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5 July 2024

Labour’s landslide will transform British politics

After a decade dominated by the right, influence will move towards the centre left.

By George Eaton

The Labour Party is returning to government. After the party’s epic defeat in 2019 – its worst result since 1935 – some believed it was destined for eternal opposition. In a less tribal era of multi-party politics, Labour’s very existence was questioned. But not for the first time, rumours of its death proved much exaggerated. 

What accounts for this transformation in a single parliamentary term? A popular theory is that Keir Starmer has been a “lucky general”: Boris Johnson and Liz Truss destroyed their own premierships; the inept Rishi Sunak was tortured by his. Yet Tory failure – as much of the preceding 14 years demonstrates – has never been a guarantee of Labour success. Starmer may have been gifted political opportunities but not all leaders would have exploited them. 

For much of the last four years, he has been deluged with advice: oppose lockdown, reject Brexit, form a progressive alliance, veer left, veer right. Having rejected all of the above, Starmer can own this victory. 

There was nothing inevitable about the stampede of voters away from the Conservatives. When Sunak called a general election it was in the hope, and even the expectation, that the more voters saw of Starmer, the less they would like him. In the event, his ratings improved. Though Starmer has never come close to matching those of that other landslider, Tony Blair, he is now as popular as Boris Johnson was in 2019. The common assumption that voters disdain Starmer and Sunak in equal measure is unsupported by the data.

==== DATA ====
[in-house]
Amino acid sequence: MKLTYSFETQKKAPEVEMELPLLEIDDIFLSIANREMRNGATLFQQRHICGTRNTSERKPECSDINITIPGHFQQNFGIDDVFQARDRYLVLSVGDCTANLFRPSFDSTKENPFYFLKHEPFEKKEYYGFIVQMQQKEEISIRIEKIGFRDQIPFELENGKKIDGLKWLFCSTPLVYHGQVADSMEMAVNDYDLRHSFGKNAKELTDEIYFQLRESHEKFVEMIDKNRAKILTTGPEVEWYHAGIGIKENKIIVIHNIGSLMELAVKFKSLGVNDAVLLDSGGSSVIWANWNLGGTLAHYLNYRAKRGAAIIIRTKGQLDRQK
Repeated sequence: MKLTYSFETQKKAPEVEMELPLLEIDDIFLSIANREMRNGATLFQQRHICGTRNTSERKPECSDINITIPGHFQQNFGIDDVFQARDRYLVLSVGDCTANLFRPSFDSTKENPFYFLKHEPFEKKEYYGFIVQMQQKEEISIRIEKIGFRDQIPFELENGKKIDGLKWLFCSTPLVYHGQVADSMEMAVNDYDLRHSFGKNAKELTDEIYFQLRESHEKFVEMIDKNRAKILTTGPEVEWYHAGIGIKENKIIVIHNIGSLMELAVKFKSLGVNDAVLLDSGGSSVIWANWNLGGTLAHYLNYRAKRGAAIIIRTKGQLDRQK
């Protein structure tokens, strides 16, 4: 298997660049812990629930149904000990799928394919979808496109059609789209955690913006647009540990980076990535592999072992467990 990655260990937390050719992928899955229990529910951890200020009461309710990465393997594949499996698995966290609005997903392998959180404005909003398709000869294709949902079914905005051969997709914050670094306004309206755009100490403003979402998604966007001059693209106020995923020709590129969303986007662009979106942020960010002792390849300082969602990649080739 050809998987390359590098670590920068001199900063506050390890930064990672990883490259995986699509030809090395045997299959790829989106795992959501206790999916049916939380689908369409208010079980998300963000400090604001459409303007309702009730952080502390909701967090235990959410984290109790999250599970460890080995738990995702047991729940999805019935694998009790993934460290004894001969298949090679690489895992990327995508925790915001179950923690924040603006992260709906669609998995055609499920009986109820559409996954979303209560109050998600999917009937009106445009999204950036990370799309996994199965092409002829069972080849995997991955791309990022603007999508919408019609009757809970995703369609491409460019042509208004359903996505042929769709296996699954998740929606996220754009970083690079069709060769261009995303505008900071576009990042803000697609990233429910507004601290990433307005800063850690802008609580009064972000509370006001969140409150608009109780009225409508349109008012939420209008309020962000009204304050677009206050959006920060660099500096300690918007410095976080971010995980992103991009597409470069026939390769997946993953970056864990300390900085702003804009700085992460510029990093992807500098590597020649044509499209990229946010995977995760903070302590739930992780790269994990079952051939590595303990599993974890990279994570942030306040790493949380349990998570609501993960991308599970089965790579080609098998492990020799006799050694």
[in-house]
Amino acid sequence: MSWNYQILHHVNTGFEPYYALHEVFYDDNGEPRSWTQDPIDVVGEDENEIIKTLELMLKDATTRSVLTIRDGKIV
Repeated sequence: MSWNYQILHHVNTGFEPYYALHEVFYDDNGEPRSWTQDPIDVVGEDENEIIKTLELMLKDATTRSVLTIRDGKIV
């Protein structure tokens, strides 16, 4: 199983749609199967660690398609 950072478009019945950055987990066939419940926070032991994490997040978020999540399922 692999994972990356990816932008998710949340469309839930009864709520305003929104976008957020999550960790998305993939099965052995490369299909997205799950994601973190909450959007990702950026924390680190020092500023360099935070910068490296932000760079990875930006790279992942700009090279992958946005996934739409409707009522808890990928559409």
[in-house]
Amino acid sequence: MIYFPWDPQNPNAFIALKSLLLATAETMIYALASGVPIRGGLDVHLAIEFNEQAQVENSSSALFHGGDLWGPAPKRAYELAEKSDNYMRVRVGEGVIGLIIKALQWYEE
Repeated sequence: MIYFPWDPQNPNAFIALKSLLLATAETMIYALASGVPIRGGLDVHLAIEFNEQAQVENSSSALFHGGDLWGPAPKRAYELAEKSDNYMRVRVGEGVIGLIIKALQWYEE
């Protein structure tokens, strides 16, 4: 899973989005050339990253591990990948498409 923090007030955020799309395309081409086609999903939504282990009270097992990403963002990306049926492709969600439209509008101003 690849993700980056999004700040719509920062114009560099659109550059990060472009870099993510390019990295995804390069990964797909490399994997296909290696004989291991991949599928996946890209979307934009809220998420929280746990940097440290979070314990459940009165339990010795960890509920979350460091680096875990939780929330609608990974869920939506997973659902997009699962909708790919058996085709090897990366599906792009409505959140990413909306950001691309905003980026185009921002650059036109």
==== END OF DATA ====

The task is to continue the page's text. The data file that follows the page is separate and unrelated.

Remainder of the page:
Though alternative Labour leaders could have defeated the Conservatives, not all would have made the British electorate feel so intensely relaxed about their demise. Starmer’s Labour didn’t just lead in the headline opinion polls, it led on the fundamentals: leadership, economic management, national security. Ask yourself whether the Labour leader’s rivals could have achieved the same and his success becomes clearer. 

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Despite the Tories’ best efforts, voters never feared a Starmer government. In 2015, dreading a “coalition of chaos” between Labour and the SNP, Liberal Democrat and Labour voters defected to the Conservatives. In 2017 and 2019, Jeremy Corbyn gave them ample reason to remain. This time around, presented with the reassuring Starmer, the rationale for sticking with the Tories disintegrated. 

“Change” was the leitmotif of Labour’s campaign, but how much of it will voters see? Cynics from left and right are primed to declare that the new boss is the same as the old boss. Having argued that “stability is change”, Labour has no interest in casting itself as a revolutionary army.